Amgen Inc. is halting some pricing practices that critics claimed were contributing to overuse of its anemia drug Aranesp. The Thousand Oaks biotech said that as of Oct. 1 it would no longer offer rebates to oncology clinics for their use of Aranesp, although it would offer larger discounts at the time of purchase. The company also said it would stop offering bundling discounts on its two infection fighting drugs, Neulasta and Neupogen; those discounts were based on a customer's purchase of Aranesp.

STOCK DOWNGRADE: Shares of Superior Industries International Inc. and several other auto suppliers fell after a Wall Street analyst downgraded the sector in the face of an automobile sales slump that is likely to persist. David Leiker at Robert W. Baird & Co. cut his stock recommendation for the Van Nuys aluminum wheel supplier from "neutral" to "underperform," and the sector as a whole from "overweight" to "market weight." Superior Industries the week before said that it was closing a plant in Kansas and cutting its U.S. work force by 29 percent.

FILLING COFFERS: Nanotech holding company Arrowhead Research Corp. said that it sold approximately $4.4 million worth of securities to fund operations, research and development. Most of the buyers were long-standing Arrowhead shareholders or company officers, including Chief Executive Chris Anzalone, who invested more than $300,000. Pasadena-based Arrowhead sold 2.5 million units, consisting of common stock and common stock purchase warrants, in a registered direct offering to investors. Net proceeds were not given. Arrowhead said it may sell up to an additional 3.1 million units in follow-on offerings.

PLEA MADE: A former senior analyst for Countrywide Home Loans and another man have pleaded not guilty in an alleged scheme to download and sell customer data from the mortgage lender. Ex-Countrywide employee Rene L. Rebollo Jr. of Pasadena and Wahid Siddiqi of Thousand Oaks entered their pleas in U.S. District Court in Los Angeles. Rebollo allegedly told the FBI he downloaded private financial information, saved the reports on flash drives and then sold them. Siddiqi was arrested after allegedly buying the data. Calabasas-based Countrywide was acquired by Bank of America Corp. in August.

INSURER FINED: Health Net Inc. has agreed to pay a $13 million fine and $28 million in other penalties and costs for a decade of underpaying out-of-network claims from its New Jersey members. The Woodland Hills health insurer waived its right to a hearing on the charge, according to the New Jersey Department of Banking and Insurance, which said the fine was a record for the state. Health Net of New Jersey paid $26 million in restitution and interest to compensate 88,000 subscribers for "dramatically underpaid claims" between 1996 and 2006.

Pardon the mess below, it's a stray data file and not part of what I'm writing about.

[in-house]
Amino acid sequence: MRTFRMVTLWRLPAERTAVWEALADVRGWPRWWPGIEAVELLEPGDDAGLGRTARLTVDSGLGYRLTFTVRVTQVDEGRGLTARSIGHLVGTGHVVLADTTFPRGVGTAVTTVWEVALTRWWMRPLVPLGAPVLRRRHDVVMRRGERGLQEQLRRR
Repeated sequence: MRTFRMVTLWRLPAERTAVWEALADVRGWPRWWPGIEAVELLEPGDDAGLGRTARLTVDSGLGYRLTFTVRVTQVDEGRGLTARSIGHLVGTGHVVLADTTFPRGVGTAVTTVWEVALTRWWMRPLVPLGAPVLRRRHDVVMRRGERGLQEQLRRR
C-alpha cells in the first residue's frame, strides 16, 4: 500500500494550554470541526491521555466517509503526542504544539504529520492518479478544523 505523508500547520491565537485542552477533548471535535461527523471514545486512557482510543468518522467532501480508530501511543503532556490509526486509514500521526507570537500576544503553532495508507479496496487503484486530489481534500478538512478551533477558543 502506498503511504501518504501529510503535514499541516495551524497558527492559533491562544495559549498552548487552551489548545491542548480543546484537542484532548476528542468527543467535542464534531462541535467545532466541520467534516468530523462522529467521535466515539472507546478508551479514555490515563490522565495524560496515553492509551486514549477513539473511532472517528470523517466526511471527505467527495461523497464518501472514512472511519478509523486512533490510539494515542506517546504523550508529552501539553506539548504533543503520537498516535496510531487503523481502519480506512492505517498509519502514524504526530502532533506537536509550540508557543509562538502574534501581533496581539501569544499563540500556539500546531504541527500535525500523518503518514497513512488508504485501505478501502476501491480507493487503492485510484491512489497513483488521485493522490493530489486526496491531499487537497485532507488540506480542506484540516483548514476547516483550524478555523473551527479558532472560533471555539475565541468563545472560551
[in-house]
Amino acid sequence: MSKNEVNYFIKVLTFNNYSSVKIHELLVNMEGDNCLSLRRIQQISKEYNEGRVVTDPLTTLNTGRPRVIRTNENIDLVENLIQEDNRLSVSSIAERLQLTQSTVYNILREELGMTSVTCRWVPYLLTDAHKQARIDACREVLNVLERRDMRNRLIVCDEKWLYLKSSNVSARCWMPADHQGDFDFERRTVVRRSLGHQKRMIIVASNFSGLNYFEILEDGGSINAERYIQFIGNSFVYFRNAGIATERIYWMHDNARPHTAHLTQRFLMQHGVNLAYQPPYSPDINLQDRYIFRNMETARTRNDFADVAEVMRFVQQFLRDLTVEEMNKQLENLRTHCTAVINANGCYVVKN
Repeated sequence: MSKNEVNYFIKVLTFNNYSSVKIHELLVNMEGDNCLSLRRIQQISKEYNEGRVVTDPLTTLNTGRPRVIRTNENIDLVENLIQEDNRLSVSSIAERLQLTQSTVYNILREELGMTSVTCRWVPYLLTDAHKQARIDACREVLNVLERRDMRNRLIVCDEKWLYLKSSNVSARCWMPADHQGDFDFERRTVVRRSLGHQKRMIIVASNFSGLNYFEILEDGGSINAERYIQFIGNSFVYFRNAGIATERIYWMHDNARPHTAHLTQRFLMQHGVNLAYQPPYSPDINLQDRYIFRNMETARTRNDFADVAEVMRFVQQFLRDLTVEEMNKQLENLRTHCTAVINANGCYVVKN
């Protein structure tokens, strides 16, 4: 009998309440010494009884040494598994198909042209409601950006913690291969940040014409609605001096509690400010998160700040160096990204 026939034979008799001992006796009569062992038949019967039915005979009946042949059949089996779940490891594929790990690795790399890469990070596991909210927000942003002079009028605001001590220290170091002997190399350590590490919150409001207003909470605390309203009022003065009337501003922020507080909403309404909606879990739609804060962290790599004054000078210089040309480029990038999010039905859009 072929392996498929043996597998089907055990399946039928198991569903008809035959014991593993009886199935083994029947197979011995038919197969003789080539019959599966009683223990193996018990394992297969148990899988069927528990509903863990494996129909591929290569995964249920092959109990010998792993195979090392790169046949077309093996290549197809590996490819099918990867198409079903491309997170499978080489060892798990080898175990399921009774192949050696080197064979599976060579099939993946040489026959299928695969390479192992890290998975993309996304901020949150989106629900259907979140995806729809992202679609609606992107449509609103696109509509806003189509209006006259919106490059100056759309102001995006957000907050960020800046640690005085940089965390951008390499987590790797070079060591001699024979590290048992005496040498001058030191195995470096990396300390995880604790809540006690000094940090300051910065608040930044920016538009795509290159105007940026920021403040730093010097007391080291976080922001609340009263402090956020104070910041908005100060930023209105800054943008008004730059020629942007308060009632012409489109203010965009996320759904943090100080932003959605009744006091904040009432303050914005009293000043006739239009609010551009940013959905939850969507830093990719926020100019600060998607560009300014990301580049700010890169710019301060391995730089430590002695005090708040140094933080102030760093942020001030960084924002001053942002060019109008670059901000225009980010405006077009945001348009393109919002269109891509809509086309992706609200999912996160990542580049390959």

BANK PRESIDENT: Saehan Bancorp has named former Hanmi Bank chief executive Chung Hoon Youk as its president-chief executive, succeeding Benjamin Hong. Youk, 60, is a longtime leader in Los Angeles' Korean-American business community and was interim president and chief executive of Hanmi Bank from 1999 through 2003. The 75-year-old Hong, who is retiring, served as Saehan's chief executive for three years and prior to that was CEO of Nara Bank.

NEW ACQUISITION: Motorcar Parts of America Inc. said it has completed the acquisition of the new and remanufactured alternators and starters operation of Suncoast Automotive Products Inc. for an undisclosed amount. Los Angeles-based Motorcar Parts itself remanufactures alternators and starters for cars and trucks. Suncoast Automotive is a privately held company based in Pompano Beach, Fla. Motorcar Parts. The company said it expects additional net sales of at least $4 million from the acquisition.

BRITISH GROWTH: Jacobs Engineering Group Inc. has acquired a maintenance, construction and service works contractor in England that it said will significantly increase its capabilities in Europe. Pasadena-based Jacobs did not say how much it is paying for L.E.S. Engineering Ltd., a Grimsby company that specializes in mechanical, instrumentation and electrical installations in the utilities industry. The acquisition will increase Jacob's current 300-person operation in Grimsby to 1,000 employees.

EXPANDED CREDIT: Stepping into the breach created by the credit crunch, Wilshire Finance Partners, a Los Angeles asset-based commercial real estate lender, has launched a second real estate mortgage pool fund to raise $100 million to make commercial property loans. The Wilshire Income Fund II is the company's first high-yield fund to target borrowers and investors nationwide.

In separate news, Pacific Office Properties Trust Inc. closed a $40 million revolving credit facility with KeyBank National Association that will be used to acquire West Coast office properties in partnership with institutional investors.

NEW PRESIDENT: The Valley Industry and Commerce Association has named former Assembly staff manager Stuart Waldman as its president. Waldman succeeds Brendan Huffman, who stepped down in July. Waldman, who was chief of staff to former Assemblyman Bob Hertzberg, unsuccessfully ran for his termed-out boss's Assembly seat this year but lost in the June 3 primary. Waldman had spent 11 years in Sacramento working for Hertzberg and his successor, Lloyd Levine. At VICA, Waldman plans to concentrate on employment regulation issues.

EARNINGS: OSI Systems Inc. said its fiscal fourth quarter net income rose 28 percent on higher sales of its airport security and medical monitoring systems. The Hawthorne company reported net income of $5.5 million, compared with net income of $4.3 million in the same period a year ago. Revenues grew 12 percent to $171 million.

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